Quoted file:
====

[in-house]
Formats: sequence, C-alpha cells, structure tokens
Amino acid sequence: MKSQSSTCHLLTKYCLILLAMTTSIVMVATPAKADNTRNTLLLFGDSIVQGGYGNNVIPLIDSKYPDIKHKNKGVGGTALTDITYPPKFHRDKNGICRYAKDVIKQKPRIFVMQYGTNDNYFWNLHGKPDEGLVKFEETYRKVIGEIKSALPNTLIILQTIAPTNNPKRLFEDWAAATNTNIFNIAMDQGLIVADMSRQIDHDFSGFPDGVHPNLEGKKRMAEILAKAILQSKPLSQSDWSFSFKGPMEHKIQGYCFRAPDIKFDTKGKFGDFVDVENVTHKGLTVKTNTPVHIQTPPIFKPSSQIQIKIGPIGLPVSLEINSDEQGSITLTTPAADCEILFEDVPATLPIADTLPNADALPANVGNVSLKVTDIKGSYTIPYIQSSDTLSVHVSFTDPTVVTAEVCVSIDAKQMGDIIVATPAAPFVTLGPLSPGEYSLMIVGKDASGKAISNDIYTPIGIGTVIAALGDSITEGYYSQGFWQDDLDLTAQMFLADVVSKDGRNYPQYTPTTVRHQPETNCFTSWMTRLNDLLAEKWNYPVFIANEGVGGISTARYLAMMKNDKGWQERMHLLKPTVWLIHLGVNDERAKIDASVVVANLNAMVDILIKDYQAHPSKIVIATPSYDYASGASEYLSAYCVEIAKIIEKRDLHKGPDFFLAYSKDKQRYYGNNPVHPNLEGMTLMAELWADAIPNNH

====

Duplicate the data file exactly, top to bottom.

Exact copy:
[in-house]
Formats: sequence, C-alpha cells, structure tokens
Amino acid sequence: MKSQSSTCHLLTKYCLILLAMTTSIVMVATPAKADNTRNTLLLFGDSIVQGGYGNNVIPLIDSKYPDIKHKNKGVGGTALTDITYPPKFHRDKNGICRYAKDVIKQKPRIFVMQYGTNDNYFWNLHGKPDEGLVKFEETYRKVIGEIKSALPNTLIILQTIAPTNNPKRLFEDWAAATNTNIFNIAMDQGLIVADMSRQIDHDFSGFPDGVHPNLEGKKRMAEILAKAILQSKPLSQSDWSFSFKGPMEHKIQGYCFRAPDIKFDTKGKFGDFVDVENVTHKGLTVKTNTPVHIQTPPIFKPSSQIQIKIGPIGLPVSLEINSDEQGSITLTTPAADCEILFEDVPATLPIADTLPNADALPANVGNVSLKVTDIKGSYTIPYIQSSDTLSVHVSFTDPTVVTAEVCVSIDAKQMGDIIVATPAAPFVTLGPLSPGEYSLMIVGKDASGKAISNDIYTPIGIGTVIAALGDSITEGYYSQGFWQDDLDLTAQMFLADVVSKDGRNYPQYTPTTVRHQPETNCFTSWMTRLNDLLAEKWNYPVFIANEGVGGISTARYLAMMKNDKGWQERMHLLKPTVWLIHLGVNDERAKIDASVVVANLNAMVDILIKDYQAHPSKIVIATPSYDYASGASEYLSAYCVEIAKIIEKRDLHKGPDFFLAYSKDKQRYYGNNPVHPNLEGMTLMAELWADAIPNNH